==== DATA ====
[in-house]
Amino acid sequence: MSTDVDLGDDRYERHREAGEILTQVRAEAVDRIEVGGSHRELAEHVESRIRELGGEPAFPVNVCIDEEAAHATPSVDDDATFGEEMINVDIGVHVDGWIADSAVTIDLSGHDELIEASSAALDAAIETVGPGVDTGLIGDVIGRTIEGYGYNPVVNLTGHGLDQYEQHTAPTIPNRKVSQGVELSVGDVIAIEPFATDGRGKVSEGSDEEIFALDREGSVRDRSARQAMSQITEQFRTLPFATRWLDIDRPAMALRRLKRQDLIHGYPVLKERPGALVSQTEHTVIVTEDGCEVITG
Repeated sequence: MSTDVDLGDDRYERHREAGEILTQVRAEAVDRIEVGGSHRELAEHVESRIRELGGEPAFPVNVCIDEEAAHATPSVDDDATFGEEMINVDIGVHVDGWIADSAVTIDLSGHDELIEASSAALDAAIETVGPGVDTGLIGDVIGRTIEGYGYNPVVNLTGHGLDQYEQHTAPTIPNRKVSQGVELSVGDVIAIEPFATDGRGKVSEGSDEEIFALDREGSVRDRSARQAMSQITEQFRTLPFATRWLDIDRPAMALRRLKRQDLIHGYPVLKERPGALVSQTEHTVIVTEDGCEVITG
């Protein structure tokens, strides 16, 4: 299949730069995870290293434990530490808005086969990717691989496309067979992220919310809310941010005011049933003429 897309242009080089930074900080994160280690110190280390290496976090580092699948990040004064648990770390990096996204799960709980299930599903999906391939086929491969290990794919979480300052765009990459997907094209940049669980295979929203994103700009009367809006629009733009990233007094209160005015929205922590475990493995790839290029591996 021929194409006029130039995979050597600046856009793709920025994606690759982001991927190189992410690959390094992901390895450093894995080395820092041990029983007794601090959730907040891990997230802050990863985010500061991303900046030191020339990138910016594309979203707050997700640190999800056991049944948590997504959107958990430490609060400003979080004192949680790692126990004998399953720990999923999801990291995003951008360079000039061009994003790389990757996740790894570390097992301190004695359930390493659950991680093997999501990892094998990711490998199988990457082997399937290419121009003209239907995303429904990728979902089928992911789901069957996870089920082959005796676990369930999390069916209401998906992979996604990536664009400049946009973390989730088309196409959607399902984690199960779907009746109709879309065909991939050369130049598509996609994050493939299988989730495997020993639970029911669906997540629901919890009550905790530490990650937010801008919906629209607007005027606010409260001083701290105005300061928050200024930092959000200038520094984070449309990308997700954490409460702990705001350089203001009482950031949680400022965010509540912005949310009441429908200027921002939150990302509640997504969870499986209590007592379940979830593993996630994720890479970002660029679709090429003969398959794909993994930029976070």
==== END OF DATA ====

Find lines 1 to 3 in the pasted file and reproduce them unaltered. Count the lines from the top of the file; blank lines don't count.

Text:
[in-house]
Amino acid sequence: MSTDVDLGDDRYERHREAGEILTQVRAEAVDRIEVGGSHRELAEHVESRIRELGGEPAFPVNVCIDEEAAHATPSVDDDATFGEEMINVDIGVHVDGWIADSAVTIDLSGHDELIEASSAALDAAIETVGPGVDTGLIGDVIGRTIEGYGYNPVVNLTGHGLDQYEQHTAPTIPNRKVSQGVELSVGDVIAIEPFATDGRGKVSEGSDEEIFALDREGSVRDRSARQAMSQITEQFRTLPFATRWLDIDRPAMALRRLKRQDLIHGYPVLKERPGALVSQTEHTVIVTEDGCEVITG
Repeated sequence: MSTDVDLGDDRYERHREAGEILTQVRAEAVDRIEVGGSHRELAEHVESRIRELGGEPAFPVNVCIDEEAAHATPSVDDDATFGEEMINVDIGVHVDGWIADSAVTIDLSGHDELIEASSAALDAAIETVGPGVDTGLIGDVIGRTIEGYGYNPVVNLTGHGLDQYEQHTAPTIPNRKVSQGVELSVGDVIAIEPFATDGRGKVSEGSDEEIFALDREGSVRDRSARQAMSQITEQFRTLPFATRWLDIDRPAMALRRLKRQDLIHGYPVLKERPGALVSQTEHTVIVTEDGCEVITG